Disney Hyperion’s newest children’s book, Instructions Not Included: How a Team of Women Coded the Future, tells the story of three women mathematicians during World War II who programmed one of the earliest electronic computers, ENIAC (Electronic Numerical Integrator and Computer). Not only did they write ENIAC’s code, but they did it with pencils and paper. Their revolutionary contributions laid the groundwork for the programs used in modern computing.

As STEM (Science, Technology, Engineering, and Mathematics) programs continue to pop up and children are encouraged to explore science and math, Instructions Not Included couldn’t be more timely. More companies are placing an emphasis on teaching youth the basics of coding and offering unique products and toys that allow kids to incorporate practical technological applications into their everyday fun. And giving kids the power to code wouldn’t be possible without the work of Betty Snyder, Jean Bartik, and Kay McNulty.

Written by Tami Lewis Brown and Debbie Loren Dunn, Instructions Not Included is geared for 1st-4th grade readers. It follows Betty, Jean, and Kay from the time they were girls up to when they become critical members of the team that programmed ENIAC. Told with bright visuals by Chelsea Beck, readers will discover that long before the handy devices on which they enjoy screen time came to be, computers were large and clunky and took up an entire room. And, before it could work, people needed to create a language and teach the computer how to read that language. Betty, Jean, and Kay all loved mathematics and each had something unique to contribute to the project. Betty was inventive, Jean was consistent, and Kay was the perfectionist who didn’t make mistakes.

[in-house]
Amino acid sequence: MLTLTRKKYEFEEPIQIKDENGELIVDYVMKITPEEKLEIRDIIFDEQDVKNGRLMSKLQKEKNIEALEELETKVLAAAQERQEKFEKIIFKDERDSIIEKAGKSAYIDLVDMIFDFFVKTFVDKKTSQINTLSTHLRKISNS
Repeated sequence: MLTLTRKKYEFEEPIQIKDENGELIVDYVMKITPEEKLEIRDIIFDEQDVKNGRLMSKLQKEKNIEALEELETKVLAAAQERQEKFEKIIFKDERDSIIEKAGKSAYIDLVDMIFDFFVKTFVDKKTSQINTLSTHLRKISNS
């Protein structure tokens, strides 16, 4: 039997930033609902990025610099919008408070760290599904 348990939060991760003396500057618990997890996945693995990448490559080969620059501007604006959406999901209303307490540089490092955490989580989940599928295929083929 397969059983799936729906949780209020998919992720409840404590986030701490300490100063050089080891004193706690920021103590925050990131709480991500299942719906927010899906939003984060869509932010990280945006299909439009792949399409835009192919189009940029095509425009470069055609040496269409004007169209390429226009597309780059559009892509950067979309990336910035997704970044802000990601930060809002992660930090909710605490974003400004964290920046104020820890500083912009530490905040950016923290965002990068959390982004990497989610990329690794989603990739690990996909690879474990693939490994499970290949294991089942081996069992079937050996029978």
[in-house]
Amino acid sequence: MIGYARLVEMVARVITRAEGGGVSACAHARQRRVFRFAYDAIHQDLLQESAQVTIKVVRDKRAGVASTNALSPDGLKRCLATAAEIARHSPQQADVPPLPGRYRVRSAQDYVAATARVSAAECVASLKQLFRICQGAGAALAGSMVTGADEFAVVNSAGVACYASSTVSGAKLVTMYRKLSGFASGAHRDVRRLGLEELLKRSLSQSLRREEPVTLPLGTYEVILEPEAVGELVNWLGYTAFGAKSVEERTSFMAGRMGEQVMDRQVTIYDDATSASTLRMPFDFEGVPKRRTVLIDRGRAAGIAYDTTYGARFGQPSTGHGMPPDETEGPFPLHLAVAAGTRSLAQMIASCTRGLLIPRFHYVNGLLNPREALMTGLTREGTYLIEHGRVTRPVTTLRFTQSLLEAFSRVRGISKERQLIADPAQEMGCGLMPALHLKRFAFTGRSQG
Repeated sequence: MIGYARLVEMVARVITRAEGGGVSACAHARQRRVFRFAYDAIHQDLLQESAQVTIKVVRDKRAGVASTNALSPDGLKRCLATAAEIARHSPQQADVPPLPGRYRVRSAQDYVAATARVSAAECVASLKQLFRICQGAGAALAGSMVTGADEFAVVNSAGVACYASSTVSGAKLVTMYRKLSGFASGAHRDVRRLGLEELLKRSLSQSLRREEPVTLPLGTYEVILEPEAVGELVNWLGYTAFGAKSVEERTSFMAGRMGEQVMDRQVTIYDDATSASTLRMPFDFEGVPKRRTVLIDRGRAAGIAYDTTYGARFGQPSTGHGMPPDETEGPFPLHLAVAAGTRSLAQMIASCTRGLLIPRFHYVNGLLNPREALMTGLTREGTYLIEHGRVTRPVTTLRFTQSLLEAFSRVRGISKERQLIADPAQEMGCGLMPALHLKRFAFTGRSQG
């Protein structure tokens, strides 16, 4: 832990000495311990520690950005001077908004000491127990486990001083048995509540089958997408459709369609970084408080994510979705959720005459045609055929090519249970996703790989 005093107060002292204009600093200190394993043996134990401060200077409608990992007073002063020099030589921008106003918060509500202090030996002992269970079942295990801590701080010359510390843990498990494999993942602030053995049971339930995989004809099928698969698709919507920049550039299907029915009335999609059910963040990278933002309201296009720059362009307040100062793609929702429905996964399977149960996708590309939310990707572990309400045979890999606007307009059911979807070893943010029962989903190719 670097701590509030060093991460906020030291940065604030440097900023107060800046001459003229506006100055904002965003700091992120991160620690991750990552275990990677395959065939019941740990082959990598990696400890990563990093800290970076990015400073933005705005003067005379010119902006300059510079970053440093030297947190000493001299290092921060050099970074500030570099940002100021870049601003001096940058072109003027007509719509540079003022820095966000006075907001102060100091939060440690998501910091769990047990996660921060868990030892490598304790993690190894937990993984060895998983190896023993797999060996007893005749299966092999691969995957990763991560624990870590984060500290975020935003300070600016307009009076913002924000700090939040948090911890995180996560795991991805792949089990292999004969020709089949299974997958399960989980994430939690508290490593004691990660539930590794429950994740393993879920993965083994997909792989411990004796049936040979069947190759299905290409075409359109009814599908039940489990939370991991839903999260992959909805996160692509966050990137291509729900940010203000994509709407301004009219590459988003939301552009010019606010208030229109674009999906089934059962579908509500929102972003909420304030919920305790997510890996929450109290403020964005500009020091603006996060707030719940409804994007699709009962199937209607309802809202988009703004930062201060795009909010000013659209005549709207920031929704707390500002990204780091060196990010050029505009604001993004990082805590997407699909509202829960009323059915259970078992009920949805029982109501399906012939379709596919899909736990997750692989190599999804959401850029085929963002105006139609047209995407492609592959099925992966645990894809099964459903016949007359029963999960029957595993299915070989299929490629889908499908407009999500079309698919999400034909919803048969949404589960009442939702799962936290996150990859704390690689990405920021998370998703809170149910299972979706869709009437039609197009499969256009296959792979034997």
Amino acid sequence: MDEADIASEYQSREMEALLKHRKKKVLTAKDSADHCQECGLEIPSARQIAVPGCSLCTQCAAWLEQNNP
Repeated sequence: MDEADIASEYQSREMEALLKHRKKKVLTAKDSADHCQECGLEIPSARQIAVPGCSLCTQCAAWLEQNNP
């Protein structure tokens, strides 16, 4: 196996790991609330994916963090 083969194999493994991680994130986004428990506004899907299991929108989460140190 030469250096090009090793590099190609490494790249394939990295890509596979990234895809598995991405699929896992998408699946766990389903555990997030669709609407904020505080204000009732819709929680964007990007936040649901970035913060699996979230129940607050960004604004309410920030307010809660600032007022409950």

Meant to be read in one session, this “history lesson” will enhance vocabulary, encourage a love for learning, and tell an essential story in a fun way. Kids will be able to grasp the importance of hard work and how the behaviors they develop while young can play a big role in their futures. Additionally, at the back of the book are a selection of resources that provide even more information about the earliest computers and the women who made them work.

Instructions Not Included is available now.

 
 

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